Journal of Mental Health and Human Behaviour

SHORT COMMUNICATION
Year
: 2020  |  Volume : 25  |  Issue : 1  |  Page : 67--68

Utilizing the opportunity of complete lockdown in COVID-19 pandemic for quitting alcohol


Saurabh RamBihariLal Shrivastava1, Prateek Saurabh Shrivastava2,  
1 Department of Community Medicine, Medical Education Unit and Institute Research Council, Shri Sathya Sai Medical College and Research Institute, Sri Balaji Vidyapeeth – Deemed to be University, Kancheepuram, Tamil Nadu, India
2 Department of Community Medicine, Shri Sathya Sai Medical College and Research Institute, Sri Balaji Vidyapeeth – Deemed to be University, Kancheepuram, Tamil Nadu, India

Correspondence Address:
Saurabh RamBihariLal Shrivastava
Professor, Department of Community Medicine, Shri Sathya Sai Medical College and Research Institute, Sri Balaji Vidyapeeth – Deemed to be University, Tiruporur - Guduvancherry Main Road, Ammapettai, Nellikuppam, Chengalpet - 603 108, Kancheepuram, Tamil Nadu
India

Abstract

The Corona Virus Disease-2019 (COVID-19) pandemic has been linked to socioeconomic disruptions and impairment in the quality of life. Alcohol-based hand rubs have been recommended for maintaining hand hygiene when the hands are visibly not dirty, but they have no role in the prevention and treatment of the disease on consumption. It is important to note that in order to reduce the risk of transmission of the infection, many nations have imposed a complete lockdown, and such compulsory restrictions have even affected the sale of alcohol in various consumable forms. From the public health perspective, it should be considered as a window of opportunity to motivate people who are planning to quit drinking or at least significantly reduce the consumption of alcohol. In conclusion, the intake of alcohol does not have any role in the prevention or treatment of the COVID-19 infection. On the contrary, it will be ideal to consider the settings of lockdown as an event which should be utilized for quitting alcohol forever without being exposed to stigma.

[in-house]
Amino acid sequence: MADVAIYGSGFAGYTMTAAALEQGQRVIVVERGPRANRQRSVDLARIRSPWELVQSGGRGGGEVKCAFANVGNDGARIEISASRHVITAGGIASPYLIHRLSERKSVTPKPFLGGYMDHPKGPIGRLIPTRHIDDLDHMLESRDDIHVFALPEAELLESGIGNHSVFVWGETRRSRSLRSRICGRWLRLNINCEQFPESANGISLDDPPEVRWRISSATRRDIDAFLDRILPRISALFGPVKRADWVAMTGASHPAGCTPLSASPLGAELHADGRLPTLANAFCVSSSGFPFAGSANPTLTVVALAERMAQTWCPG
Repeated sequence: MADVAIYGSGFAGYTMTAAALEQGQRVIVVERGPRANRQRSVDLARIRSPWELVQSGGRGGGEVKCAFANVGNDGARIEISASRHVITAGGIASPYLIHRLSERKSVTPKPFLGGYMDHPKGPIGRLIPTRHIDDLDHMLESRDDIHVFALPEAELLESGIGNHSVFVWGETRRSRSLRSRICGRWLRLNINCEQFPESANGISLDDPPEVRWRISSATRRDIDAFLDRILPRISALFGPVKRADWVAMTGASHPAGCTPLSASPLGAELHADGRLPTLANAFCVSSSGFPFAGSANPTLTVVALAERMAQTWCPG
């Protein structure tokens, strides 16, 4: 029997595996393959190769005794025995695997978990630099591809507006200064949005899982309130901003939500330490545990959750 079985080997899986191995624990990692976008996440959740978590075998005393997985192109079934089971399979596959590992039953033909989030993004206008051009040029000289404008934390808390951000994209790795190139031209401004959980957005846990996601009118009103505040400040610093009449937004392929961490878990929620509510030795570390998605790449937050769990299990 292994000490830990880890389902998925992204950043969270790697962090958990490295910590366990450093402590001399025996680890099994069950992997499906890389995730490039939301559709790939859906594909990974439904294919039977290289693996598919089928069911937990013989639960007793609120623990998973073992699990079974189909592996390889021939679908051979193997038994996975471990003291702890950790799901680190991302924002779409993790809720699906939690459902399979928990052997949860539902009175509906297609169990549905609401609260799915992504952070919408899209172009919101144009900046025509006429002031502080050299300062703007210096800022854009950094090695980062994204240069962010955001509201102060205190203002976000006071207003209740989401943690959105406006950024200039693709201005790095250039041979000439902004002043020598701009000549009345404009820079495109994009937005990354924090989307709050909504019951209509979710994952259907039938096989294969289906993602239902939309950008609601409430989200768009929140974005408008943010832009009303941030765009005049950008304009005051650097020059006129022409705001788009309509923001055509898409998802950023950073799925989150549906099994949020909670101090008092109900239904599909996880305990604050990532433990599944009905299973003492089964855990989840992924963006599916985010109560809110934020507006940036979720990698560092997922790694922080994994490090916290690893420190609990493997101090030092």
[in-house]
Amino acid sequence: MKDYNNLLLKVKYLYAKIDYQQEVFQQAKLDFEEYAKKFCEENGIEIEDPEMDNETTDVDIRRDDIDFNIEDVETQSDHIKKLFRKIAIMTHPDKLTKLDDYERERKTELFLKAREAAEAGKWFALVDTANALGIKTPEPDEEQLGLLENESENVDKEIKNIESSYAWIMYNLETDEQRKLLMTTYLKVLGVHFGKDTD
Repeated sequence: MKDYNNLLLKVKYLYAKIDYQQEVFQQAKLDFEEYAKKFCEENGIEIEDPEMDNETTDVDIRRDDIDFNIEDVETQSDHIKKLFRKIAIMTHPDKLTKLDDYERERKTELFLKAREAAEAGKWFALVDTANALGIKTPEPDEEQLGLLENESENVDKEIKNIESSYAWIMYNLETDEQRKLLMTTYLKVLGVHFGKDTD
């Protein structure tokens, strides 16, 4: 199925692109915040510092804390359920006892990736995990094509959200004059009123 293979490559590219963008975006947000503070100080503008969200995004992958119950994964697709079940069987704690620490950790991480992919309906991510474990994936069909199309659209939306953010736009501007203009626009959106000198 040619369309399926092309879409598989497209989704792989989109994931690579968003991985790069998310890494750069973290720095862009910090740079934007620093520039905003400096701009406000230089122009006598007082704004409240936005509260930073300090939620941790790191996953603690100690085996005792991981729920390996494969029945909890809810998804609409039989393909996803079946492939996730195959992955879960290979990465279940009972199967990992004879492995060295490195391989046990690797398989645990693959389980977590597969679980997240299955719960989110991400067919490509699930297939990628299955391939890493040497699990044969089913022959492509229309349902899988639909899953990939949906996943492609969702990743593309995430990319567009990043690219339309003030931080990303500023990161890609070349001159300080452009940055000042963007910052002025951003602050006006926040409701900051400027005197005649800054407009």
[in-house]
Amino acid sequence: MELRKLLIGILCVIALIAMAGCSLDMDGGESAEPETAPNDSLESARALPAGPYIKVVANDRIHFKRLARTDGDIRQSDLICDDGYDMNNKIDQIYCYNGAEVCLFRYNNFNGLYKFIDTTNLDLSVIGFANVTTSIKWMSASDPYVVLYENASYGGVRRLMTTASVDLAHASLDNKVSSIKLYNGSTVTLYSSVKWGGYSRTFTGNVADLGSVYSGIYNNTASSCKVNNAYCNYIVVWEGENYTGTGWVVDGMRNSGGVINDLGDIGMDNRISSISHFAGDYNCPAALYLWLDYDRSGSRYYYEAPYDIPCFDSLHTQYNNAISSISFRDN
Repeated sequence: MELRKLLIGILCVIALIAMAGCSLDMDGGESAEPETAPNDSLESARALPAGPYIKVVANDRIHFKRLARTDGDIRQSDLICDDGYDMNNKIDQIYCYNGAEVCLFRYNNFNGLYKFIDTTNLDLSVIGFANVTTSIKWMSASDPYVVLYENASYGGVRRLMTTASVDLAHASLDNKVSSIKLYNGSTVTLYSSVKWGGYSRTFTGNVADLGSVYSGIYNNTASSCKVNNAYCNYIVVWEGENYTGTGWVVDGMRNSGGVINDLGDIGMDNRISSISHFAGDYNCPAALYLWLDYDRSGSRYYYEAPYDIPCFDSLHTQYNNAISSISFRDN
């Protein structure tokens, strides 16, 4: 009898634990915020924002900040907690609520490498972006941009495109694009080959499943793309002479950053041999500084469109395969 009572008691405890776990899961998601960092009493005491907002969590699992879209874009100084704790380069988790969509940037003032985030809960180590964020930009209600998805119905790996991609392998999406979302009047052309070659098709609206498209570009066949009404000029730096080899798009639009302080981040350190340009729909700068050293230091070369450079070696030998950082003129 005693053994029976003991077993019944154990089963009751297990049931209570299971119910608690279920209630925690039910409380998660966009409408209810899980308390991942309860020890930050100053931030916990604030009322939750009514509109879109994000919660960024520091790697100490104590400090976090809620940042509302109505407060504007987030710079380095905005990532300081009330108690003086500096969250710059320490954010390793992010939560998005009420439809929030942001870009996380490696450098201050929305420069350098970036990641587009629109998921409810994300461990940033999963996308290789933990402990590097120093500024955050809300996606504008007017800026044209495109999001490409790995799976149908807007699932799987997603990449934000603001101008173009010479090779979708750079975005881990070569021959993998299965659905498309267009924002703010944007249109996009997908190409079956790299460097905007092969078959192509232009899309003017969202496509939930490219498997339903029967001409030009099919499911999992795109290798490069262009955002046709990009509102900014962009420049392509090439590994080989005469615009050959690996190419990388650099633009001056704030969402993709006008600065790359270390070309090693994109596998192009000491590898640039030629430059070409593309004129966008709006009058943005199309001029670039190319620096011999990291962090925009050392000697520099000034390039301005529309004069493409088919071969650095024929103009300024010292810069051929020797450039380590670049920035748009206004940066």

How to cite this article: